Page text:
A spokesman said: "During a site inspection conducted at 10pm on December 3, 2009, the following observations were made: Three males were observed walking up the driveway on the northern side of the premises, towards the kitchen area; a large group of people were observed dancing in the basement carpark area; and the front door of the premises was open."
Reverend Nesiasi Kolo told The Telegraph parishoners would end up footing the bill.
Local MP Mr Borger is lobbying Mr Roozendaal to have the controversial fine waived. "In considering the difficulties the church faces in balancing their community activities with their impact on their neighbours, I would suggest that strong consideration be given to the waiving of the fine and the issuing of a stern warning," he said.
Australian Federal Government gets tough on foreign ownership of real estate
This will be a generally popular move but if a conservative government had done this, it would be "xenophobia' or "racism". As a move to restrain rises in real estate prices, however, it is just tokenism. High levels of immigration and Greenie-inspired land-use restrictions are the big causative factors there
FOREIGN students and temporary residents will face tough new rules when buying a house and will have to sell on leaving Australia.
The Federal Government's crackdown, to be announced today, reverses its December 2008 decision to relax foreign ownership rules.
Bowing to public pressure, the Government will also introduce a hotline for concerned locals to "dob in" foreigners they suspect of breaching the rules. Under the rules, temporary residents and foreign students will be:
SCREENED by the Foreign Investment Review Board to determine if they will be allowed to buy a property.
FORCED to sell property when they leave Australia.
PUNISHED if they do not sell by a government-ordered sale plus confiscation of any capital gain.
REQUIRED to build on vacant land within two years of purchase to stop "land banking". Failure to do so would also lead to a government-ordered sale.
There have been growing claims that real estate prices have been forced up by wealthy Asian families, especially from China and Korea, buying up property and outbidding locals at auctions.
The Government is concerned by anecdotal reports that foreigners are "collecting" houses, often in the same street, and leaving them empty when there is a shortage of housing.
Assistant Treasurer Senator Nick Sherry said he wanted to ensure foreigners did not put "pressure on housing availability for Australians".
Treasury is investigating 50 suspicious residential buys by foreigners in Melbourne.
Senator Sherry said the changes would "ensure that investment is in Australia's interests and in line with community expectations". He said the Government would catch cheats with new powers allowing it to cross-match information from Land Victoria and the Immigration Department.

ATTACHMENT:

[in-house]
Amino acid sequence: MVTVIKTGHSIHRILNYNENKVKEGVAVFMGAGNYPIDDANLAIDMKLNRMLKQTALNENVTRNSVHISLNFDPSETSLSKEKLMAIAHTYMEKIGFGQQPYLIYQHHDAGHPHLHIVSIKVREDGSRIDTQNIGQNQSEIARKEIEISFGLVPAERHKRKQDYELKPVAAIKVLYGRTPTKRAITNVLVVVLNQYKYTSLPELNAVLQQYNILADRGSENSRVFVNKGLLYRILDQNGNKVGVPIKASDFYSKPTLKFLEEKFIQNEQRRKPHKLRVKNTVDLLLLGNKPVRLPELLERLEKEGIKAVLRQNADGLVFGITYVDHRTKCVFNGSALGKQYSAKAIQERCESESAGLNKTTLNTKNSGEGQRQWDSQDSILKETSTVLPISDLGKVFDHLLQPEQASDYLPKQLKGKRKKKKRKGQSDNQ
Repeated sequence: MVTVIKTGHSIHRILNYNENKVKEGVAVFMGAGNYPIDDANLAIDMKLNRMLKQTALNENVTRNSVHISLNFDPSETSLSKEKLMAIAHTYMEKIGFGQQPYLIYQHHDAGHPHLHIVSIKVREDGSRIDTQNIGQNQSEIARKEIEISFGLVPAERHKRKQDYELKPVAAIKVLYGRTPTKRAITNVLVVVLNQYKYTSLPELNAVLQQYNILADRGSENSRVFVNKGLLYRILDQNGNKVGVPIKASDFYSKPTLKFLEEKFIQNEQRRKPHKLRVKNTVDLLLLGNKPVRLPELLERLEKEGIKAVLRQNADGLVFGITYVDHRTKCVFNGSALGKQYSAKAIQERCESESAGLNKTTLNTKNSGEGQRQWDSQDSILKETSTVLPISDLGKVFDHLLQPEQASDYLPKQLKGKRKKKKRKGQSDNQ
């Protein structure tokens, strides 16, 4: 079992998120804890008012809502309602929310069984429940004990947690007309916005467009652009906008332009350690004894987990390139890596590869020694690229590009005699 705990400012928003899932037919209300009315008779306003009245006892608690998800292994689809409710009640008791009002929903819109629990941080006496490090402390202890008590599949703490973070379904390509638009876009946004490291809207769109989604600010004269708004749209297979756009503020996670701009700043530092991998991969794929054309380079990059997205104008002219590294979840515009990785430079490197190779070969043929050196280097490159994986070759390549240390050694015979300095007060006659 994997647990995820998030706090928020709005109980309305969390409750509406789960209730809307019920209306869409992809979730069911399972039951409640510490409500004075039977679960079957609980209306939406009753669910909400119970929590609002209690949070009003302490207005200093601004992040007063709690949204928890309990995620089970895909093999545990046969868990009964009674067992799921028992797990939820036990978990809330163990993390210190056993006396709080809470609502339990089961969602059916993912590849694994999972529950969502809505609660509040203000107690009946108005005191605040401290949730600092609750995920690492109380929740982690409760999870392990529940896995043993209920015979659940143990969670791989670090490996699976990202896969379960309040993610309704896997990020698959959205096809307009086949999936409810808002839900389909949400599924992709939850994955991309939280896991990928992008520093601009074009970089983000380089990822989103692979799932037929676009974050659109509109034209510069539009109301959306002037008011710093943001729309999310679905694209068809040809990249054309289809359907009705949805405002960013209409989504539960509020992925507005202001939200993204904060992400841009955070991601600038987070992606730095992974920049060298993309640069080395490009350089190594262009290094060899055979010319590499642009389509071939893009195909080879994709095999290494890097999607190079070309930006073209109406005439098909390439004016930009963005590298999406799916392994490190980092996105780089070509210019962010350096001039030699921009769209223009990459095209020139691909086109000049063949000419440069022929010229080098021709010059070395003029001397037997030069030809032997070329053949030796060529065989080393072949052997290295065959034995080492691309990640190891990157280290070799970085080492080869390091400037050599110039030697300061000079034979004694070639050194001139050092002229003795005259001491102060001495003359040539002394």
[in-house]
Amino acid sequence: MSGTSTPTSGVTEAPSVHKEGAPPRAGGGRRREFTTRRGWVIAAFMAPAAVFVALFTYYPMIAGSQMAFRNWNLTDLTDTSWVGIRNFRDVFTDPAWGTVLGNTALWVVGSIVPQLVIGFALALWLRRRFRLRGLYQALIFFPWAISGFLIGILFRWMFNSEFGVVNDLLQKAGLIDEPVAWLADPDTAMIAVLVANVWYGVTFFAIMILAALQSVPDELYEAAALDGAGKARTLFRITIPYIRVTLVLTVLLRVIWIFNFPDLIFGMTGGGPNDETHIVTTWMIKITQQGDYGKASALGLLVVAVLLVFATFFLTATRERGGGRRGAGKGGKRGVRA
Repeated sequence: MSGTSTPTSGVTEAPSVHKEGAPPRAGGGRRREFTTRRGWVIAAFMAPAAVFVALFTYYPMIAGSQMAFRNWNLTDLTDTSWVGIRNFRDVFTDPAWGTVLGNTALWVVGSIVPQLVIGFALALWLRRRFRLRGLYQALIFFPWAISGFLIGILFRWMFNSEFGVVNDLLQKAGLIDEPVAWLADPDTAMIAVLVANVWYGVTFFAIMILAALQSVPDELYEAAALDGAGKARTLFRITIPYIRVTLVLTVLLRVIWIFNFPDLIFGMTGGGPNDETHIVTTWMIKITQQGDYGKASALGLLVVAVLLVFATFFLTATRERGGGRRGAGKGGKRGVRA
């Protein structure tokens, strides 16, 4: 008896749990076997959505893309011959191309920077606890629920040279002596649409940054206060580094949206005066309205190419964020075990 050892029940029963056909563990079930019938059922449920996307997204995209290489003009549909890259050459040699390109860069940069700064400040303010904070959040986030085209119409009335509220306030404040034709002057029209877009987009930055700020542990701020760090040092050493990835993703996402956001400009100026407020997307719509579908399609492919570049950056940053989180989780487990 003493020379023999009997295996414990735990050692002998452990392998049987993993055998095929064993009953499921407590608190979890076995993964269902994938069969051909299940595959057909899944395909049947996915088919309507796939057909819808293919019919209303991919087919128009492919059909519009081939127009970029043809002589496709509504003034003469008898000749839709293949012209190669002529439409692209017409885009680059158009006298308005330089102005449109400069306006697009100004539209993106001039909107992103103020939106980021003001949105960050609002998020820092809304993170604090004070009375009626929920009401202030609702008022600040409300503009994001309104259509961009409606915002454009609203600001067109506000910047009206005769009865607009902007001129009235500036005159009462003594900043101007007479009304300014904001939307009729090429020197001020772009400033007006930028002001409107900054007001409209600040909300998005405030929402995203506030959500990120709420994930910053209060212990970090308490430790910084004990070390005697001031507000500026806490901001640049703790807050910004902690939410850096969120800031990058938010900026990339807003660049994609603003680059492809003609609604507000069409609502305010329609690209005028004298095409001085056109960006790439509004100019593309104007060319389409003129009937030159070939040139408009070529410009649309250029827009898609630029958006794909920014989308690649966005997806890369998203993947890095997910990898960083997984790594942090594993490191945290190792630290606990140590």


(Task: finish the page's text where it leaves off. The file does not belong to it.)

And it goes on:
It will also rely on members of the public to report suspicious property buyers to a new hotline: 1 800 031 227. "I want to make sure everyone in the community has a direct line to report their concerns," Senator Sherry said. "If you do the wrong thing, you will be found out."
New penalties, which may be linked to the value of the property, will apply to buyers, sellers and estate agents.
There is no data showing how many properties have been bought by temporary residents.
Since the Government's 2008 change, the median house price in Melbourne has risen from $450,000 to $524,500.
Foreigners living overseas are still prevented from buying existing homes and only allowed to buy or build new ones.
Three cheers that Australia won't have charter of rights
By Bob Carr, a former Labor Party premier of NSW
THE advocates of a human rights charter must be walking around as if they've suffered concussion or been mugged by reality.
The federal government gave them an inquiry. The inquiry took nine months to agitate public opinion over rights. Geoffrey Robertson stumped the country and produced a book. And the federal cabinet said no.
It makes me feel happy about Australia. There will be no charter of rights because there's no crisis of rights in Australia. If the public believed the executive arm of government were stifling freedoms, Australia slipping behind other democracies, there would have been a decided shove towards a human rights act. Something like the political shift against big government in the US. Instead, when Frank Brennan launched his report in September, it sunk below the water, not leaving a slick of printer's ink.
Australians have a high civic IQ. They know their country is robustly free. They wake each day to see their elected leaders, state and federal, traduced in the media. They have seen victims such as Mohamed Haneef triumph against the authorities in the courts. The people have changed a federal government and have made two recent state elections look competitive.